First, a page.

I would like to create a benchmark that compares several open-source implementations of a particular functionality. Some of those implementations carry a GPL license, while others are more open: Apache, MIT, BSD-3.
The benchmark itself is relatively simple: prepare data, run the function in a loop, measure time/memory footprint, repeat for every implementation. Even though I can run this on my own computer and publish just the results, it is considered a good practice to also provide the source code for the benchmarks. Assuming that I'm only allowed to publish the benchmarking code as Apache v2, what options do I have? The code that I'm testing has to be modified slightly in order to ensure uniformity of interfaces across all implementations.
- Claim fair use exception and include GPL code into the benchmark? It is my understanding that GPL is copyright-based, and the fair use doctrine specifically exists to allow reuse of small portions of copyrighted text in reviews (which benchmarking essentially is).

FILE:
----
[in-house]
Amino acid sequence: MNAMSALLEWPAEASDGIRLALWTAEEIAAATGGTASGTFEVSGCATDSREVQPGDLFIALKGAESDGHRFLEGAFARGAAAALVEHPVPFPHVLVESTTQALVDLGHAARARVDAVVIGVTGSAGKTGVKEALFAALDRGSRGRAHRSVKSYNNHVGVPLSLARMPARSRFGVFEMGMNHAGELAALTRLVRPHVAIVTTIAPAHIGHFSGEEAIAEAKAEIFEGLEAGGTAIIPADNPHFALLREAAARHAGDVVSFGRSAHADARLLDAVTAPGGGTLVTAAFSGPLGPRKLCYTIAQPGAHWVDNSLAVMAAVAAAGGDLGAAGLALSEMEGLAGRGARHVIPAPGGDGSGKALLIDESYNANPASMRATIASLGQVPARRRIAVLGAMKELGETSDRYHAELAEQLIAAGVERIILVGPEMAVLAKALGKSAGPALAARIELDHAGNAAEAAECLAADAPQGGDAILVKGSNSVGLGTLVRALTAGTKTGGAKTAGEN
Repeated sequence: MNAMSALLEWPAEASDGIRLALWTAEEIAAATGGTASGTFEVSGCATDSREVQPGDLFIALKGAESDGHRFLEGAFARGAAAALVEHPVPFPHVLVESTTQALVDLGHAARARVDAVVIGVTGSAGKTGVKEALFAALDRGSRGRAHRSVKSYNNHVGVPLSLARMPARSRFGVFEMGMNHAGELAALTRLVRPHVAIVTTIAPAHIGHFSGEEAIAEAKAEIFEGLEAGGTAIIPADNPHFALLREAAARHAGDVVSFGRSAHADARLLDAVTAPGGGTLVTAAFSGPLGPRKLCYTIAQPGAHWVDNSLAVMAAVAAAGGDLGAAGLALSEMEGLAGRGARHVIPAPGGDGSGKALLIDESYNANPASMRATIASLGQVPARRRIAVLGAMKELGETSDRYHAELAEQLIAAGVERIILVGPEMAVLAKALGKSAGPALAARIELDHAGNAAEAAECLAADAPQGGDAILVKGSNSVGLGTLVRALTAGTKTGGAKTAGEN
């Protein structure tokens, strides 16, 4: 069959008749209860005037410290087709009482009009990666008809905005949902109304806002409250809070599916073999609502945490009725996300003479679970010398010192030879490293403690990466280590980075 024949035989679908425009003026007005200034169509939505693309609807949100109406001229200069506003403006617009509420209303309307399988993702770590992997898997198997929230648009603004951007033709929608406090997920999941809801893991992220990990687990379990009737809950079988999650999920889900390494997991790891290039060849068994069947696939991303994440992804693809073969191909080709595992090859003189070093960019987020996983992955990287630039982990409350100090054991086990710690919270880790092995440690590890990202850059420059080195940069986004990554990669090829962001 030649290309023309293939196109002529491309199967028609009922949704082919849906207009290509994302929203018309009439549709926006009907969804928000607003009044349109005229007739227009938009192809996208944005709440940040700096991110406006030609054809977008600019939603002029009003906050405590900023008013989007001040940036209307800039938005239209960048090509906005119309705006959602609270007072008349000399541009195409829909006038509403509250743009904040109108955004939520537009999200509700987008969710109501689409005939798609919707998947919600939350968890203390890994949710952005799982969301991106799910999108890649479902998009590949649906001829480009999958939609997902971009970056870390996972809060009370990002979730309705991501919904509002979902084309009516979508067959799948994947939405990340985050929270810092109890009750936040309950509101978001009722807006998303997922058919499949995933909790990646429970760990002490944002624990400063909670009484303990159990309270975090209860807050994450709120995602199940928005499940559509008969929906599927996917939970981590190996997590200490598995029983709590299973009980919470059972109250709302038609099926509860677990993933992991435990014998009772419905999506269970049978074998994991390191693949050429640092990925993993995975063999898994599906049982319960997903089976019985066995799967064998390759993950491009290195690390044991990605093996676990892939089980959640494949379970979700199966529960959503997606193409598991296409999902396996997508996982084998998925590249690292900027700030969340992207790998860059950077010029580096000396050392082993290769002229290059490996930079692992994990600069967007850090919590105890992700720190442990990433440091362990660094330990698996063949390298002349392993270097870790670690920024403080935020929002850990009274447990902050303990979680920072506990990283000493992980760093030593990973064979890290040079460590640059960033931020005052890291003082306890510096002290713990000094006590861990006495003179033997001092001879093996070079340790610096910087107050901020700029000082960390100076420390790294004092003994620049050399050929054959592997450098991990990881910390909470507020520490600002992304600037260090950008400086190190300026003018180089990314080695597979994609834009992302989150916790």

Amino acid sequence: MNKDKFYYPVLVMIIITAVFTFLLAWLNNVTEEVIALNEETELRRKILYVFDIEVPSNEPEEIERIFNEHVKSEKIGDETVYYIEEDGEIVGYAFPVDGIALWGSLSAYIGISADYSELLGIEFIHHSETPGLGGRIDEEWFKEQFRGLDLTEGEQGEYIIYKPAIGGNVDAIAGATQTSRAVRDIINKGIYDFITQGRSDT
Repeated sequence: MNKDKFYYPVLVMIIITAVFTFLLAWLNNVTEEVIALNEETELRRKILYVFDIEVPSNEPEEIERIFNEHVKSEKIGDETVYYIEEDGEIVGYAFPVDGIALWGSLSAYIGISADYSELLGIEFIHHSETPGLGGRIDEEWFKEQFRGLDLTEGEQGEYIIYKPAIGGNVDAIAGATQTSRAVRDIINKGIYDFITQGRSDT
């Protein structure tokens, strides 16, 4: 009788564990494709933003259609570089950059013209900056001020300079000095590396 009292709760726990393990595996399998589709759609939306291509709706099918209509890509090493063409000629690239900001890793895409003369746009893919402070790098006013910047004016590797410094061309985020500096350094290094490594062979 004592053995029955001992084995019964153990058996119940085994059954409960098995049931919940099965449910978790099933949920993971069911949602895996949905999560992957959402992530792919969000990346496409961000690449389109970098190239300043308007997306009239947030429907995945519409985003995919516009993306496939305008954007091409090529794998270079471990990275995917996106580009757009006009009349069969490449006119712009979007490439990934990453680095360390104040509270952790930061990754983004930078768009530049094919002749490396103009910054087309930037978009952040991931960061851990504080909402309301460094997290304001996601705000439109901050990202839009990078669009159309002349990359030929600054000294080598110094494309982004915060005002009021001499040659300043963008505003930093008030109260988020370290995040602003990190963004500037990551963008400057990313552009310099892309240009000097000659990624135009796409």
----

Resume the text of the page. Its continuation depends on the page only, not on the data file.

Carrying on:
- Include the GPL code, but have it commented out, with instructions saying that whoever wants to benchmark the GPL implementations will have to manually uncomment and recompile? In this case the GPL code would be propagated, but without being included in the "final product" - would this count as distributing an "aggregate" (from GPL standpoint)?
- Do not include the GPL code at all, stating that the terms of GPL license prevent me from doing so? Accompanied by a link where one can download this code on GitHub, and an explicit instructions how to incorporate it into the benchmarking framework.